One of the best examples of wasted energy involves the traditional practice of oversizing centrifugal pumps by specifying the rated conditions and making pump selections with excessively conservative margins. As a result of this approach, pumps are forced to operate at reduced flows which are far from their best efficiency point (BEP). An unnecessarily large impeller will produce more flow than required, wasting energy as the flow rate typically must be regulated with bypass or throttle control. Oversizing a pump represents only 0.5 to 1 % gain in pump efficiency at the BEP whereas an energy saving of up to 15% can be realized by correcting the practice of including too much margin. While it is true that some margin should always be included to compensate for the wear of internal parts and increased clearances – which, in time, will reduce the effective pump capacity– much of this margin can be eliminated when justified by a high level of confidence in the hydraulic calculations and system requirements.
Consider impeller trimming when any of
the following apply:
- The head provided by an oversized, throttled pump exceeds process
- System bypass valves are open, indicating excess flow rate.
- The pump is operating far from its design point.
- The operating head and (or) flow rate are greater than process requirements.
Impeller trimming refers to the process of machining the outside diameter of an impeller, which reduces the energy added to the system fluid. As the impeller diameter is reduced, additional clearance between the impeller and the fixed pump casing increases internalflow recirculation and is accompanied by a slight reduction in evciency. However, impeller trimming is often a practical alternative to replacing the entire pump assembly when the impeller diameter reduction is within the manufacturer’s recommended limits. In many cases, a lower flow impeller may be available that would accommodate the system requirements.
Oversized and throttled pumps that produce excess pressure are excellent candi-dates for impeller replacement or trimming, to save energy and reduce costs. In addition to energy savings, impeller trimming also reduces wear on system piping, valves, and other system components. For manufacturing standardization purposes, pump casings and shafts are designed to accommodate impellers in a range of sizes. Many pump manufacturers provide pump performance curves that indicate how various models will perform with different impeller diameters or trims.
diameter less than the minimum diameter shown on the manufacturer’s curve. Excessive trimming can result in a mismatched impeller and casing. It should therefore be limited to about 80% of a pump’s maximum impeller diameter unless other-wise stated. Net positive suction head requirements rates and increase at the higher end of the ?ow rate will normally be greater with a smaller impeller, but engineers shouldconsult with the pump manufacturer to ming the impeller. Manufacturers can often provide trim correction information based on historical test data.
How impeller trimming works
which in turn reduces the amount of energy imparted to the pumped fluid. As a result, the pump’s flow rate and pressure both decrease (see figure 1). A smaller or trimmed impeller can thus be used efficiently in applications in which the current impeller is producing exces-sive head. Pump and system curves can provide the efficiency or shaft power for a trimmed impeller.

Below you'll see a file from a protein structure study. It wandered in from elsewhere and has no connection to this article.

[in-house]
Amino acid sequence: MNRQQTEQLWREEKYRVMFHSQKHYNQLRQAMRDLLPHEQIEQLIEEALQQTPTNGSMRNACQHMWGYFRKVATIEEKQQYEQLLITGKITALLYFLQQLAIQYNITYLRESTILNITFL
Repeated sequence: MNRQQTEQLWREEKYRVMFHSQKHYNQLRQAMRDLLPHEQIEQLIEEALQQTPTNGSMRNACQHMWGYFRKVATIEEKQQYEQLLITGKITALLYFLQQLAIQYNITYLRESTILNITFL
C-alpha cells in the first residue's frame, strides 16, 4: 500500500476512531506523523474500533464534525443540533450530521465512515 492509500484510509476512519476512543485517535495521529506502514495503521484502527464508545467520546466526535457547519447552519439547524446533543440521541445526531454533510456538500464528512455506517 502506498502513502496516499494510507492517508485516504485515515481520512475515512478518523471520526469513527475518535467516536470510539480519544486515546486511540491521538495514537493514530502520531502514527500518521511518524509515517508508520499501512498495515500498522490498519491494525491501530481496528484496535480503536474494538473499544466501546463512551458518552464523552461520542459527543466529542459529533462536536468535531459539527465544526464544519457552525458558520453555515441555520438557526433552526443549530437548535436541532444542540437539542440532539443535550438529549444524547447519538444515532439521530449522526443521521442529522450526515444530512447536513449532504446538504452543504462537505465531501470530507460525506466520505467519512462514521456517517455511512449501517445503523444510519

If the manufacturer’s curves are not available, affinity rules can be used to estimate the variations in pumping performance with changes in the impeller diameter:
Q2 / Q1 = D2 / D1
H2 / H1 = (D2 / D1)2
kW2 / kW1 = (H2Q2) / (H1Q1) = (D2 / D1)3
Q = pump flow rate, in cubic meters per hour (gpm)
H = head, in meters (feet) (H1 is head for the original impeller; H2, for a trimmed impeller)
kW = kilowatt (brake horsepower)
D = impeller diameter, in centimeters (inches)
In practice, impeller trimming is typically used to avoid throttling losses associated with control valves, and the system flow rate will not be affected.
Note that, in contrast to centrifugal pumps, the operating regions of mixed-flow and axial flow pumps are limited because of flow rate instabilities. facturer before changing the impeller able for a multistage centrifugal pump that is oversized for current operating conditions. When a pump serves a critically important process, it might not be possible to wait for the impeller to be trimmed. In that case, consider ordering another impeller and continuing operation until the new impeller can be installed.
A double-suction centrifugal pump equipped with an impeller 35 cm (13.8 in) in diameter is throttled to provide aprocess cooling water flow rate of 650 m3 operates for 8 000 hours per year with a head of 50 m (164 ft) and pump efficiency (134.1 bhp). Pump and system curves indicate that a trimmed impeller can supply the 650 m3/h required flow rate at a head of 40 m (131.2 ft). From the affinity laws, the diameter of the trimmed impeller is approximately as follows:
(H2Q2) / (H1Q1) = (D2 / D1)3
Holding Q constant,
D2 = D1 x (H2 / H1)1/3
= 35 x (40 / 50)1/3
= 32.5 cm (12.8 in)
Assuming that the pump effciency remains unchanged, installing a 32.5 cm trimmed impeller reduces input power requirement to the following:
kW2 = (H2 x Q2) / (367 x )
= (32.5 x 650) / (367 x 0.8)
= 72 kW (96.6 bhp)
Estimated energy savings, assuming a 94% motor effciency, are as follows:
(kW1 – kW2) x 8 000 hours/year / 0.94 =
238 298 kWh/year
At an electricity cost of 5 cents per kWh, total cost savings are estimated to be US$ 11 915 per year.
Improving Pumping System Performance: A Sourcebook for Industry, DOE and Hydraulic
Institute, 2006 Match Pumps to System Requirements, Hydraulic Institute and World
Pumps, December 2008. Optimizing Pumping Systems: A Guide to Improved Efficiency, Reliability, and Profitability, Hydraulic Institute, 2008.